Last week, President Obama traveled to West Virginia, a mostly white state with high levels of overdoses, to discuss his $133 million proposal to expand access for drug treatment and prevention programs. The Justice Department is also preparing to release roughly 6,000 inmates from federal prisons as part of an effort to roll back the severe penalties issued to nonviolent drug dealers in decades past.
And in one of the most striking shifts in this new era, some local police departments have stopped punishing many heroin users. In Gloucester, Mass., those who walk into the police station and ask for help, even if they are carrying drugs or needles, are no longer arrested. Instead, they are diverted to treatment, despite questions about the police departments’ unilateral authority to do so. It is an approach being replicated by three dozen other police departments around the country.
“How these policies evolve in the first place, and the connection with race, seems very stark,” said Marc Mauer, executive director of the Sentencing Project, which examines racial issues in the criminal justice system.
Still, he and other experts said, a broad consensus seems to be emerging: The drug problem will not be solved by arrests alone, but rather by treatment.
Parents like the Griffins say that while they recognize the racial shift in heroin use, politicians and law enforcement are responding in this new way because “they realized what they were doing wasn’t working.”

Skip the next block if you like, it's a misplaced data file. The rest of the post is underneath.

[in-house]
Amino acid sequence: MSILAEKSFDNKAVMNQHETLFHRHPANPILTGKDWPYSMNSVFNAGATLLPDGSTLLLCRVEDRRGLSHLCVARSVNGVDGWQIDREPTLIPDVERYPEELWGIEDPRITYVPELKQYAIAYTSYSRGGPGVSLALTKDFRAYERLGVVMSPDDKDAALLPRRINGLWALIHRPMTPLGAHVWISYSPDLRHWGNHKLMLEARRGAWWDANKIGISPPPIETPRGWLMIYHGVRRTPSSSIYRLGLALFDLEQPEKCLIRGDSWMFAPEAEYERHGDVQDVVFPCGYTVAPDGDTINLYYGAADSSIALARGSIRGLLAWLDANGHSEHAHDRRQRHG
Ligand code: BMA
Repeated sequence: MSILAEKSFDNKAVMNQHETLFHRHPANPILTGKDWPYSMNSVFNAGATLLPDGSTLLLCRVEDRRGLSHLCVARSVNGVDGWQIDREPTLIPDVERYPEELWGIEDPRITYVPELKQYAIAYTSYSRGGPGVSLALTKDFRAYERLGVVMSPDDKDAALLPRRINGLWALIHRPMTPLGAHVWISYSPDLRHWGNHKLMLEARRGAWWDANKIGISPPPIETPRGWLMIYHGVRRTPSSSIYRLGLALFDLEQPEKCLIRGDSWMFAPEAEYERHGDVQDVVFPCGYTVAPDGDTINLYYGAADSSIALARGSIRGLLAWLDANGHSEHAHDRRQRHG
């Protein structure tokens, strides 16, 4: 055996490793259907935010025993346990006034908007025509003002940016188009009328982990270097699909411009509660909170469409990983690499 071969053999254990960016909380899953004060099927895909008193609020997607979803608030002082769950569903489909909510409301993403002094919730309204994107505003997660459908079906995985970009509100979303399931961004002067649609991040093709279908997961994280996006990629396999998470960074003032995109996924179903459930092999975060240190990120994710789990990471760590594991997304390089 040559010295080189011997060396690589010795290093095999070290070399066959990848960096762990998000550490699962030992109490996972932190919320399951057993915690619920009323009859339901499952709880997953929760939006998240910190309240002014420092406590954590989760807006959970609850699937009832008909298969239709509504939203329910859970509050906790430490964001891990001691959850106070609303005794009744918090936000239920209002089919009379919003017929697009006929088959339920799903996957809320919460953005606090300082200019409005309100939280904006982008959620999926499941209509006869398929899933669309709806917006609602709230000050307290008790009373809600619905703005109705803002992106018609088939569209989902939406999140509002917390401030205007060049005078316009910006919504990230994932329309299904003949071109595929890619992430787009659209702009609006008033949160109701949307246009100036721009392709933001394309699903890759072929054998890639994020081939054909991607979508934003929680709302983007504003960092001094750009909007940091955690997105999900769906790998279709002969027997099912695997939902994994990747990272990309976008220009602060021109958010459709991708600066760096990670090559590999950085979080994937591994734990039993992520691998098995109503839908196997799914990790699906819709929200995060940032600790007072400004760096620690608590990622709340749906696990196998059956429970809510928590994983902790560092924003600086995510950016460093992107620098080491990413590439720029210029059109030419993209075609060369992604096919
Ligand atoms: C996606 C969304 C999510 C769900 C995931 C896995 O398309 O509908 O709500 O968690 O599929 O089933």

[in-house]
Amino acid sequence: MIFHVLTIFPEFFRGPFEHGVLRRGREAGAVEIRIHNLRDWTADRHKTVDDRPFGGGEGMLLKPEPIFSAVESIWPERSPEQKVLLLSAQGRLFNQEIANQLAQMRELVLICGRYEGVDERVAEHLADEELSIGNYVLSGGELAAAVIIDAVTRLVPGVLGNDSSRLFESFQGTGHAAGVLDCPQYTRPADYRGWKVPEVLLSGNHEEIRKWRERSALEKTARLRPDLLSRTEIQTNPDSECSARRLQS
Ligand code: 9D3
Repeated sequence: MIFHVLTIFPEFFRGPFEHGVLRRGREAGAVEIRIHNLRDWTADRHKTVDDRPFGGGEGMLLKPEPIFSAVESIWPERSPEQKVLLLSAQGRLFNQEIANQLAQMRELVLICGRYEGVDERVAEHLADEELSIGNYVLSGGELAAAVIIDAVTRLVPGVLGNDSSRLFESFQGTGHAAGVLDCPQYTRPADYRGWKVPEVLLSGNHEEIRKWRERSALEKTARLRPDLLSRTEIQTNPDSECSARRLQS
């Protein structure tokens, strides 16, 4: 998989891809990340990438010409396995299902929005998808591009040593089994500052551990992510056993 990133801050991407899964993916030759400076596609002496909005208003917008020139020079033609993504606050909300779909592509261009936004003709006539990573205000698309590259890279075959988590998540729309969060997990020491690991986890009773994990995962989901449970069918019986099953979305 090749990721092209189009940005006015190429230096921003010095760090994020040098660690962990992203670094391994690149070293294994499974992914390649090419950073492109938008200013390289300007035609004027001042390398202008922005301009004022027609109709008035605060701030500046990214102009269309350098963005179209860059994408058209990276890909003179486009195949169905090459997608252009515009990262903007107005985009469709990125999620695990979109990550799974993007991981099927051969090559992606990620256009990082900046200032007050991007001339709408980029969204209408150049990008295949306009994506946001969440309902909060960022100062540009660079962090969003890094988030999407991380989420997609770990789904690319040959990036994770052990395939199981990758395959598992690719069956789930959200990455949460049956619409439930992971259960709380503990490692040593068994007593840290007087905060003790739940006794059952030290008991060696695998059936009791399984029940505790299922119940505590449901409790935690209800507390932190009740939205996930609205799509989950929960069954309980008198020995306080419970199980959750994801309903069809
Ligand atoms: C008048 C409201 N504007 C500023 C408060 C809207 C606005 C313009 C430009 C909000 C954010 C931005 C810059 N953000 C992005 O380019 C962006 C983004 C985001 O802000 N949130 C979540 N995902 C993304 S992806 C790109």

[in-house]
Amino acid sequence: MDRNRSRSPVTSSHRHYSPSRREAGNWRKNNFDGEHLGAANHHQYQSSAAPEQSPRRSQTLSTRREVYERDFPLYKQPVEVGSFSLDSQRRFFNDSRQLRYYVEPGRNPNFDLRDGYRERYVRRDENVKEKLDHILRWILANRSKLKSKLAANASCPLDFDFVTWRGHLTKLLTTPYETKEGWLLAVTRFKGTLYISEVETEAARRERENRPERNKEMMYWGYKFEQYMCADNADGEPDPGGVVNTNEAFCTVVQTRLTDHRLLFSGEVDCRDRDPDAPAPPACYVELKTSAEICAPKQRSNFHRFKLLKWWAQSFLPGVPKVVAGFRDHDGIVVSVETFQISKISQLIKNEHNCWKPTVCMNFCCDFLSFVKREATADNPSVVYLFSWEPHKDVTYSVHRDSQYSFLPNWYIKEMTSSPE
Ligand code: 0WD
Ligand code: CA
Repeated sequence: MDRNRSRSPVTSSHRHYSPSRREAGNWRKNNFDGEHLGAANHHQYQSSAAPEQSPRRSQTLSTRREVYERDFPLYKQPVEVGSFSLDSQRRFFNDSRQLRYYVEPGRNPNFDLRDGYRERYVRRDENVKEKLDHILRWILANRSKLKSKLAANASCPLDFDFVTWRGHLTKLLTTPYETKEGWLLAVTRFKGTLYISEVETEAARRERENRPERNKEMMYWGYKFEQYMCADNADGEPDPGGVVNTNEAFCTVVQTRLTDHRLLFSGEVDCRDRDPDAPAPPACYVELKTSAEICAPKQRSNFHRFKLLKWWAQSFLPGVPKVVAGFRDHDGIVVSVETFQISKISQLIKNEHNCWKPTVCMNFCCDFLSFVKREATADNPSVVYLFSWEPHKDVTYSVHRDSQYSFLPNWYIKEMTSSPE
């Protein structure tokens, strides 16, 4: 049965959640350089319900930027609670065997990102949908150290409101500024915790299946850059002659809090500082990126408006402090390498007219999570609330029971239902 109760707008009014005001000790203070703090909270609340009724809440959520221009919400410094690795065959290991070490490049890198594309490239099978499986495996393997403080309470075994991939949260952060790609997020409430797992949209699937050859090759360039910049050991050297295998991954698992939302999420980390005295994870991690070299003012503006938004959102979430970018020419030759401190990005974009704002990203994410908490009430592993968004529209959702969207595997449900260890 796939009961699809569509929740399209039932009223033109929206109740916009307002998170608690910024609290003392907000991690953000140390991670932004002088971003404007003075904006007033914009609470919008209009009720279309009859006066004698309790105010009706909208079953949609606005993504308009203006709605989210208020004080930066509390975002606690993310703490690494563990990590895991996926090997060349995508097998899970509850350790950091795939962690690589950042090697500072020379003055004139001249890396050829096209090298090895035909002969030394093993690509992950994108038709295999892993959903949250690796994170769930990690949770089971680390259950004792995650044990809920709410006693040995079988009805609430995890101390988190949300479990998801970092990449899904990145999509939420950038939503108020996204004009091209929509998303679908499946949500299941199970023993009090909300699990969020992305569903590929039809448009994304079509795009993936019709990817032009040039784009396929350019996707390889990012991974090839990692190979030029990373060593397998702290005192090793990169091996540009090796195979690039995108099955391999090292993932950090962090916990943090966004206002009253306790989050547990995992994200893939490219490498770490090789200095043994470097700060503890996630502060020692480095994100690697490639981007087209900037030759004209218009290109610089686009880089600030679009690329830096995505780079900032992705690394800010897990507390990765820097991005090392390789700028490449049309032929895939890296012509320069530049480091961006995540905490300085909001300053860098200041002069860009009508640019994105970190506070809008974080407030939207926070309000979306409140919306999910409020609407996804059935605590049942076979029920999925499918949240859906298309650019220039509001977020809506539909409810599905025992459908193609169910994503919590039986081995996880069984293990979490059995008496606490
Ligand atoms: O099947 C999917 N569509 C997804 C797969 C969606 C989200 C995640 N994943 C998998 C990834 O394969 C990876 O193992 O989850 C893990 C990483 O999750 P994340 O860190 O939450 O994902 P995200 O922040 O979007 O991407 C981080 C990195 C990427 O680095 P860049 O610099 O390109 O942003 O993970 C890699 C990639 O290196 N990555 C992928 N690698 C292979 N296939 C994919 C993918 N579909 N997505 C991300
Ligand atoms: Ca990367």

“They’re paying more attention because people are screaming about it,” Mr. Griffin said. “I work with 100 people every day — parents, people in recovery, addicts — who are invading the statehouse, doing everything we can to make as much noise as we can to try to save these kids.”
An Epidemic’s New Terrain
Heroin’s spread into the suburbs and small towns grew out of an earlier wave of addiction to prescription painkillers; together the two trends are ravaging the country.
Deaths from heroin rose to 8,260 in 2013, quadrupling since 2000 and aggravating what some were already calling the worst drug overdose epidemic in United States history.
Here in New England, the epidemic has grabbed officials by the lapels.
The old industrial cities, quiet small towns and rural outposts are seeing a near-daily parade of drug summit meetings, task forces, vigils against heroin, pronouncements from lawmakers and news media reports on the heroin crisis.
New Hampshire is typical of the hardest-hit states. Last year, 325 people here died of opioid overdoses, a 68 percent increase from 2013. Potentially hundreds more deaths were averted by emergency medical workers, who last year administered naloxone, a medication that reverses the effects of opioid overdoses, in more than 1,900 cases.
Adding to the anxiety among parents, the state also ranks second to last, ahead only of Texas, in access to treatment programs; New Hampshire has about 100,000 people in need of treatment, state officials say, but the state’s publicly financed system can serve just 4 percent of them.